Hezbollah says 'no red lines' for striking sensitive targets in Israel
Leader of the Lebanon-based Hezbollah militant group Hassan Nasrallah on Monday warned that it would not keep any "red lines" in a future war with Israel, repeating threats to attack sensitive targets such as its nuclear reactors and chemical plants.
"In the face of Israel’s threats to destroy Lebanon’s infrastructure, we will not abide by red lines, especially regarding Haifa’s ammonia and the nuclear reactor in Dimona," Nasrallah said during an interview with Iran's state-run IRNA television network.
"Hezbollah possesses the full courage for this," he said, warning Israel to "count to a million" before engaging them in conflict.
Nasrallah made similar threats last week, calling on Israel to dismantle its Dimona nuclear facility and ammonia storage facility in Haifa, which he said would be targets in a future conflict.
Israeli Intelligence Minister Yisrael Katz responded that all of Lebanon would be a target if Hezbollah fired on Israel.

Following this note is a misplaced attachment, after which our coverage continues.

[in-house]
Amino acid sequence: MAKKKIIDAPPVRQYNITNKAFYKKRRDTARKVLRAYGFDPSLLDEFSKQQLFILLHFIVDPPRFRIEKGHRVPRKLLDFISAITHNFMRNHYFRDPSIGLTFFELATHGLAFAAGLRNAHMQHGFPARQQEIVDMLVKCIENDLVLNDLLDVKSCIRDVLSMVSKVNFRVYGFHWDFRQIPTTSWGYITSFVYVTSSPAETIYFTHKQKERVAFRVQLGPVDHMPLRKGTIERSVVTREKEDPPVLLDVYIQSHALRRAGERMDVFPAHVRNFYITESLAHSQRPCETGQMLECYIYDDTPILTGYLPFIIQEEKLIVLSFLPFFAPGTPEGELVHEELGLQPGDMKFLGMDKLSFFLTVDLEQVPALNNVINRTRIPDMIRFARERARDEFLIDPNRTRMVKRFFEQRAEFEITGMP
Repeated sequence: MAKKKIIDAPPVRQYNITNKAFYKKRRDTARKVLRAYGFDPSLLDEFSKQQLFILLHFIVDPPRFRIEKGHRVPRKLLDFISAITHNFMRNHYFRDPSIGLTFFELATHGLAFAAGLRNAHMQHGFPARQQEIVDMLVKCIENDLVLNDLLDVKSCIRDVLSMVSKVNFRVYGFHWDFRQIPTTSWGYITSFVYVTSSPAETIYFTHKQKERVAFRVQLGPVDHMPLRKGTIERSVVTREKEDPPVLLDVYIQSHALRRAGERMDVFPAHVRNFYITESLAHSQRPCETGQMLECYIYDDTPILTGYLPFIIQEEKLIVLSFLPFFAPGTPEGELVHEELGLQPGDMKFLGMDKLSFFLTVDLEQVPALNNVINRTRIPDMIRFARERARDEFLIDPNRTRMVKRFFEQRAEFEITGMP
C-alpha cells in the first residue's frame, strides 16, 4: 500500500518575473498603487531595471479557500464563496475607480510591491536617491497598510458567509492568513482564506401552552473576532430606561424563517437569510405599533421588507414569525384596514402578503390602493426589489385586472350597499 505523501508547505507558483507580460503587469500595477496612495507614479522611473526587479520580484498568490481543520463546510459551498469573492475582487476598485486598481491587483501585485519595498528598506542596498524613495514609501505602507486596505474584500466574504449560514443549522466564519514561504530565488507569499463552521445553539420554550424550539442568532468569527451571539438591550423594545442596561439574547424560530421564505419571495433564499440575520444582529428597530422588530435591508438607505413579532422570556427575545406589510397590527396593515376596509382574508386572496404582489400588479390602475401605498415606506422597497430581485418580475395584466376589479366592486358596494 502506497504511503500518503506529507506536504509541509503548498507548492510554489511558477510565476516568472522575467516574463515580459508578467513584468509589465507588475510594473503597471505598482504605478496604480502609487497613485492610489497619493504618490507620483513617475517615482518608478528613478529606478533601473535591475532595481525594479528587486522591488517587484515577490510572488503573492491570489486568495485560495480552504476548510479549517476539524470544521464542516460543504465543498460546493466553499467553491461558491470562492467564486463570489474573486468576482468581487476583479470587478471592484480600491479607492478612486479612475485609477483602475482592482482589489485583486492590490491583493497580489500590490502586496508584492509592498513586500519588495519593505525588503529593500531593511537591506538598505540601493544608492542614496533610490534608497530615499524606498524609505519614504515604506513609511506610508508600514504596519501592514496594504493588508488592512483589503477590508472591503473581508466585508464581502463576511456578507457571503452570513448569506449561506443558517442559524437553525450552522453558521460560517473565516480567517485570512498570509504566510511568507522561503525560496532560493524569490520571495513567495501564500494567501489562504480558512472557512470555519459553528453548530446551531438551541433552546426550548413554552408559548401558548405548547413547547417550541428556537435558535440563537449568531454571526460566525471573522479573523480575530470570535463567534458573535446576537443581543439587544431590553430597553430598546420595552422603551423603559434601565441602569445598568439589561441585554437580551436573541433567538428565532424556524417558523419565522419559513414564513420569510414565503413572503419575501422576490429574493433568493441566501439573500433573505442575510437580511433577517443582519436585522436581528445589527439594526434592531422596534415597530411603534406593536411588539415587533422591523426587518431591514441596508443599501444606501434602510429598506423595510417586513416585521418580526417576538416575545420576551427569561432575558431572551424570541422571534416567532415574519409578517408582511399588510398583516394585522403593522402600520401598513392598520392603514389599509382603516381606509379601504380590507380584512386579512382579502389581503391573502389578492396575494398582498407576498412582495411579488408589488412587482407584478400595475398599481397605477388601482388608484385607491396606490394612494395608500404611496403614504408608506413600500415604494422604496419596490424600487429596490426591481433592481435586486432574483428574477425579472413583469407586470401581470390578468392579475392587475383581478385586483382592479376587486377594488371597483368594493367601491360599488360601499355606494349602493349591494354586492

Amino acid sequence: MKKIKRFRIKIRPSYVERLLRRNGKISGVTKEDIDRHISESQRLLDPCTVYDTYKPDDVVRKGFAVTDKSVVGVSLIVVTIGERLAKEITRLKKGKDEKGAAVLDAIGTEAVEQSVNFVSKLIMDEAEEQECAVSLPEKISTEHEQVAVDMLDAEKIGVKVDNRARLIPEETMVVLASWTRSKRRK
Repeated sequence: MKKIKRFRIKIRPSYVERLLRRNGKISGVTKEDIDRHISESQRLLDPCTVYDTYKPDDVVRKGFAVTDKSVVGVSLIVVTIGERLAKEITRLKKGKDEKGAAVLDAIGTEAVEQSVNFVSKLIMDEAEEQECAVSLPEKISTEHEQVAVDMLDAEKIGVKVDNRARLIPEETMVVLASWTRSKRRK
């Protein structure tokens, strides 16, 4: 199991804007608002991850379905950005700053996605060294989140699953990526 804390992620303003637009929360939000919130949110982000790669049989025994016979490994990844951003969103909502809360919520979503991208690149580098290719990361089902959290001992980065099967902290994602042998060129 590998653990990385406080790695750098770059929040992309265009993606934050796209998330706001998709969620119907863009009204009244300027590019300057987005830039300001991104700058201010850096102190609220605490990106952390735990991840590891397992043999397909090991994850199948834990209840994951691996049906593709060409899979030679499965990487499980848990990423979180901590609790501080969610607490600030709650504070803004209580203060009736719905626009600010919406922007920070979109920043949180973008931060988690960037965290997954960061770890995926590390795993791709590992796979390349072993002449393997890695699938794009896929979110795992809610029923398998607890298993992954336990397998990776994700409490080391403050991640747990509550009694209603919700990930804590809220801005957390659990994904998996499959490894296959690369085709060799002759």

An Israeli court last week ordered the ammonia tank emptied, likening it to a sitting "nuclear bomb."
Nasrallah claimed on Monday that they "are not advocates of war," saying they are "in the defense position."
The Iran-backed militia never disarmed after Lebanon's devastating 1975-90 civil war and is the country's most powerful armed force.
Lebanese President Michel Aoun told Egyptian TV network CBC last week that the group plays “a complementary role to the Lebanese army” in battling Israel.
"As long as the Lebanese army is not strong enough to battle Israel … we feel the need for [Hezbollah's] existence," Aoun said.
The remarks prompted Israel's United Nations ambassador Danny Danon to send a letter to UN Secretary General Antonio Guterres, which drew yet another warning from Aoun that any attempt to violate Lebanon's sovereignty would be met with the "appropriate response."
Israel fought a devastating war with the Shiite militia Hezbollah in 2006, and closely monitors the group's activities.
With its formidable arsenal of missiles trained on the Jewish State, Hezbollah remains the most serious military threat facing Israel, a national security think tank claimed in a report released last month.
Israel's military believes Hezbollah has between 100,000 and 120,000 short- and medium-range missiles and rockets, as well as several hundred long-range missiles, with the medium-range missiles capable of reaching Tel Aviv.
(Staff with agencies)
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